About 6 p. m. on the 16th, while on the retreat, the following communication was handed to me:
CAMP, SEVEN MILES FROM JACKSON, May 14, 1863.
GENERAL: The body of troops mentioned in my note of last night compelled Brigadier-General Gregg and his command to evacuate Jackson about noon to-day. The necessity of taking the Canton road at right angles to that upon which the enemy approaches, prevented an obstinate defense. A body of troops, reported this morning to have reached Raymond last night, advanced at the same time from that direction. Prisoners say that it was McPherson's corps (four DIVISIONS), which marched from Clinton. I have no certain information of the other; both skirmished very cautiously.
Telegrams were dispatched when the enemy was near, directing General Gist to assemble the approaching troops at a point 40 or 50 miles from Jackson, and General Maxey to return to his wagons and provide for the security of his brigade; for instance, by joining General Gist. That body of troops will be able, I hope, to prevent the enemy in Jackson from drawing provisions from the east, and this one may be able to keep him from the country toward Panola. Can he supply himself from the Mississippi? Can you not cut him off from it; and, above all, should he be compelled to fall back for want of supplies, beat him? As soon as the re-enforcements are all up, they must be united to the rest of the army. I am anxious to see a force assembled that may be able to inflict a heavy blow upon the enemy. Would it not be better to place the forces to support Vicksburg between General Loring and that place, and merely observe the ferries, so that you might unite if opportunity to fight presented itself? General Gregg will move toward Canton tomorrow. If prisoners tell the truth, the force at Jackson must be half of Grant's army. It would decide the campaign to beat it, which can only be done by concentrating, especially when the remainder of the eastern troops arrive; they are to be 12,000 or 13,000.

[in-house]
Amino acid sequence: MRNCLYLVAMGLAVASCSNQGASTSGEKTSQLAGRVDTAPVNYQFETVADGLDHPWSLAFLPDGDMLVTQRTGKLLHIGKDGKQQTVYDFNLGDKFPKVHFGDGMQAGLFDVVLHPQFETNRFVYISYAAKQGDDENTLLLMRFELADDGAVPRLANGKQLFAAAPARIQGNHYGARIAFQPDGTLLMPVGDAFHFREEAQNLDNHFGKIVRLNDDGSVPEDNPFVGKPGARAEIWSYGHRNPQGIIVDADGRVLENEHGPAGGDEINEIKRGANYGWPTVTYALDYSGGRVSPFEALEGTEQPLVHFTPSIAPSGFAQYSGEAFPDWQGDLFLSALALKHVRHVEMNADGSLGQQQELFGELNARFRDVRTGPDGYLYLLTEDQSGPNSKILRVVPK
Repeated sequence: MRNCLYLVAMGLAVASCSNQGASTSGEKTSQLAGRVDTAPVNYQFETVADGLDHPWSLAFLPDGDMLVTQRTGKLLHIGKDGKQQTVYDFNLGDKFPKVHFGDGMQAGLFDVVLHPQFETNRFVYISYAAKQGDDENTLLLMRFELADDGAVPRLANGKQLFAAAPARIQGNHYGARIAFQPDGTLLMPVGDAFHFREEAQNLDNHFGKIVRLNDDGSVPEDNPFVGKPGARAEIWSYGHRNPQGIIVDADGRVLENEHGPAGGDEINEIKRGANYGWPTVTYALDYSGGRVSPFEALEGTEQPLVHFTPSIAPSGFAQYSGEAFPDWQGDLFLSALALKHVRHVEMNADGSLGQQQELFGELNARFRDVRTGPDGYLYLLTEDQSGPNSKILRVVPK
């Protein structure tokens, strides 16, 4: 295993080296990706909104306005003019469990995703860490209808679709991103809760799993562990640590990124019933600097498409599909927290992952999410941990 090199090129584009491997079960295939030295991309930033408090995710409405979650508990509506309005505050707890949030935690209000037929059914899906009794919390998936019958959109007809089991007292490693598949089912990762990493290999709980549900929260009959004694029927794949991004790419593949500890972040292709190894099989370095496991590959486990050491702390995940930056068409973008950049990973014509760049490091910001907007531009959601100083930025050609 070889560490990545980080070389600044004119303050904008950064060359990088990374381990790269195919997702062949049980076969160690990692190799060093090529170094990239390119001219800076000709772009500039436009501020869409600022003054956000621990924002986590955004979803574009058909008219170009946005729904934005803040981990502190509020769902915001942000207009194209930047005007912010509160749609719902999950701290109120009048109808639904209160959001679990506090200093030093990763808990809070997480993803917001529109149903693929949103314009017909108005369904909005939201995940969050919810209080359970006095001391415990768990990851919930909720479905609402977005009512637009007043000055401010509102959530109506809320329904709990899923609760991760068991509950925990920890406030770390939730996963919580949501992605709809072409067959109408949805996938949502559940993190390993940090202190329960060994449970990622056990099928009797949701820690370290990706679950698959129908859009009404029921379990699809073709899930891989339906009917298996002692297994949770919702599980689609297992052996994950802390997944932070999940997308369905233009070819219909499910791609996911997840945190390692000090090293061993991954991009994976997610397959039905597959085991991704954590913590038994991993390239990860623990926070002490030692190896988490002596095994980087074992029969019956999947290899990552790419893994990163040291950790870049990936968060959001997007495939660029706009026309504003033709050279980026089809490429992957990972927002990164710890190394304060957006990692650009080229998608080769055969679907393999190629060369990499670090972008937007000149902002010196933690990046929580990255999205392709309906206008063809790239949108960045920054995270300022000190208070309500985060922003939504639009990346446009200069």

Most respectfully, your obedient servant,
J. E. Johnston.
It will be observed that General Johnston's letter of the 15th, which caused me to reverse my column, with a view of marching to Clinton, was received before the retreat commenced, and about eleven hours earlier than the one of the 14th, just presented. I know nothing of the causes which produced this result, but I respectfully invite attention to the fact that in this letter of the 14th General Johnston suggests the very movement which I had made, and for the purpose I had indicated. After expressing the hope that certain dispositions made by himself might prevent the enemy from drawing provisions from the east or from the country toward Panola, he says:
Can he supply himself from the Mississippi? Can you not cut him off from it; and, above all, should he be compelled to fall back for want of supplies, beat him?
I have introduced General Johnston's letter entire, that the context, as well as that portion to which I have particularly called attention, may be considered. I had resisted the popular clamor for an advance, which began from the moment the enemy set his polluting foot upon the eastern bank of the Mississippi River. I had resisted the universal sentiment, I believe of the army-I know of my general officers-in its favor, and yielded only to the orders of my superior. I was not invited by General Johnston to submit my plans to him for his consideration; it is, therefore, unnecessary now to speak of them.
One of the immediate results of the retreat from Big Black was the necessity of abandoning our defenses on the Yahoo at Snyder's Mill.
That position and the line of Chickasaw Bayou were no longer tenable. All stores that could be transported were ordered to be sent into Vicksburg as rapidly as possible; the rest, including heavy guns, to be destroyed.
There was at this time a large quantity of corn (probably 25,000 or 30,000 bushels) on boats, much of which might have been brought in had it been possible to furnish the necessary wagons. The boats were